Why is Tilt To Live so darn good? September 23, 2010

Posted by Cesar in gaming me.
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Forget Geometry Wars. If your gaming platform is the iPhone, I don’t think any game does it better in the shooter genre than Tilt To Live.

The most basic description of the game I can offer is: “It is like Geometry Wars, but you do everything without ever touching the screen”. That’s right: when the game starts, you control your ship only by tilting the iPhone, hence the name. Tilt To Live is not only a great shooter but also a fantastic example of how to make motion controls a perfect fit. You never feel like you died because the controls are flawed; quite the contrary, every difficult dodge is very gratifying.

The game offers multiple modes of play, but none of them is truly innovative, the appeal really is on the controls and the amount of effort put into the main game. Between new weapons and awards, it is easy to spend hours playing this little fella, so much that I found myself going for it even at home, with the FIFA 10 DVD inside the 360 and the Uncharted 2 disk in the PS3. Tilt To Live is that addictive. And this is coming from a guy who played Pacifism to exhaustion in Geometry Wars 2 (and I challenge anyone reading this to beat my 715 million points record).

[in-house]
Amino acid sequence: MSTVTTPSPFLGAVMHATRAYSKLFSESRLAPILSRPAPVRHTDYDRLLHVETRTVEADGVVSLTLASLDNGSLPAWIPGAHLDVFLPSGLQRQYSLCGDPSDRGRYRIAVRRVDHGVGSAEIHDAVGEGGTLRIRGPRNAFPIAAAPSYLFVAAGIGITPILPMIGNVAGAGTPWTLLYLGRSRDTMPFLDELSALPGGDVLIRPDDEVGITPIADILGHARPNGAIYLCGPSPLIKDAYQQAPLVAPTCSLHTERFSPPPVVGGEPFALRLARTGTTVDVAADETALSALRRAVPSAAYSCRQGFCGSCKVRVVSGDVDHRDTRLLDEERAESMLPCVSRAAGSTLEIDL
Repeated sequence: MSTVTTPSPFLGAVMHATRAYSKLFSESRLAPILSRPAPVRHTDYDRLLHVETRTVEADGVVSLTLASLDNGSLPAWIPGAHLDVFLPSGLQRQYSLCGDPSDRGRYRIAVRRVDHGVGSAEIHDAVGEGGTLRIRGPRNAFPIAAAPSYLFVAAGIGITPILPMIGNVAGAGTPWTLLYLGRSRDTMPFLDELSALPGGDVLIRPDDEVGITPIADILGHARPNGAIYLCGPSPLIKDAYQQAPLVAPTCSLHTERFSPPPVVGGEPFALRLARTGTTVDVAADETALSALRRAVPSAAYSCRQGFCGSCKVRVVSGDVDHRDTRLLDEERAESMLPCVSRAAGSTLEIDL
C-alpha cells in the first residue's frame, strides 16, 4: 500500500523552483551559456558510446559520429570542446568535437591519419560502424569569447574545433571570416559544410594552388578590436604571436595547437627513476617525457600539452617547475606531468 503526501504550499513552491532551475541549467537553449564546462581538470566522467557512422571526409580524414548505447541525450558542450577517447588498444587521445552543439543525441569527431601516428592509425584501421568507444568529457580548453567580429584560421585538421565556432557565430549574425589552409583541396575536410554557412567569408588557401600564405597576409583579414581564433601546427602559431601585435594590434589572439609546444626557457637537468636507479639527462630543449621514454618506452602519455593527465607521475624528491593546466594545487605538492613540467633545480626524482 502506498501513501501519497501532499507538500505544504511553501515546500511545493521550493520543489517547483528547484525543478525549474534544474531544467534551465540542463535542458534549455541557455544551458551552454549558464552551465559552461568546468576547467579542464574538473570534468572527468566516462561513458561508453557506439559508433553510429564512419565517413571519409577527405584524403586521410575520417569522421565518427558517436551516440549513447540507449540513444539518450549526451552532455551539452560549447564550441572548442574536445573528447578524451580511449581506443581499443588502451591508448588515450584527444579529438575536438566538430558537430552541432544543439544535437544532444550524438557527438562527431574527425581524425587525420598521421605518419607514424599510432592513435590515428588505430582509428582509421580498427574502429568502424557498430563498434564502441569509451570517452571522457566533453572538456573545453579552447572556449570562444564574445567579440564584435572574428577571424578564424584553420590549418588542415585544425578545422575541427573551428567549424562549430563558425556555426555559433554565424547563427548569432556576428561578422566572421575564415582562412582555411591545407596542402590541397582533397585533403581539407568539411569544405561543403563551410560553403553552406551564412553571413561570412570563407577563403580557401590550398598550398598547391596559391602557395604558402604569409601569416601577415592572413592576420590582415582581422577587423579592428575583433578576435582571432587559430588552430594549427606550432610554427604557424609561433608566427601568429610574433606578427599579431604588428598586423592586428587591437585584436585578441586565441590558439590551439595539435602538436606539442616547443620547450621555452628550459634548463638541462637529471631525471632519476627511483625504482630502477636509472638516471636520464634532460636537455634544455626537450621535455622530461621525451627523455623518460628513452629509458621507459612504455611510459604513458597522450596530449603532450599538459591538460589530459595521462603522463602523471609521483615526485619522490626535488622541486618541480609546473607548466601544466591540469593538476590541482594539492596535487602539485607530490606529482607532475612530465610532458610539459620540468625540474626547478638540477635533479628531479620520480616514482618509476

Isn’t it interesting how this apparently simple game can be so good? I’ve been playing it for a while now, but recently started thinking about that. There are several factors in play. For one, the Geometry Wars formula is not new and very successful. In a self competition way (so it works even without online leaderboards), endless games in which the difficulty is constantly increasing provide a very satisfying search for a new high score. As the game gets harder, the reward for playing only increases, each move harder than the previous one, challenging and honing the player skills at the same time.

Of course that’s not enough, the twist are the motion controls. And, like I already mentioned, they are not a hindrance but very natural. So natural that I dare say in Tilt To Live the controls are transparent, playing is very instinctive (take a look at this post for more on the subject). This takes Tilt To Live to a new height, because making the controls transparent allows players to truly immerse in the game and enjoy it on a different level, which is very rare in such an abstract game.

Of course we cannot forget presentation and attention to detail play a big role in the formula. And the fact that Tilt To Live delivers in that area too contributes even more to increase immersion. The graphics are sleek, the soundtrack is a lot of fun, the gameplay seems to have been tweaked to perfection. Once again, there’s nothing off pitch to detract the player from the experience.

I wonder how far these components alone – transparent controls and a lot of polish – can take a game with a nothing but OK design. I suspect they are not enough to create a classic, but might be enough to ensure the game is not a flunk. However, in this case, it doesn’t matter, because Tilt To Live is just great. Seriously, go buy it.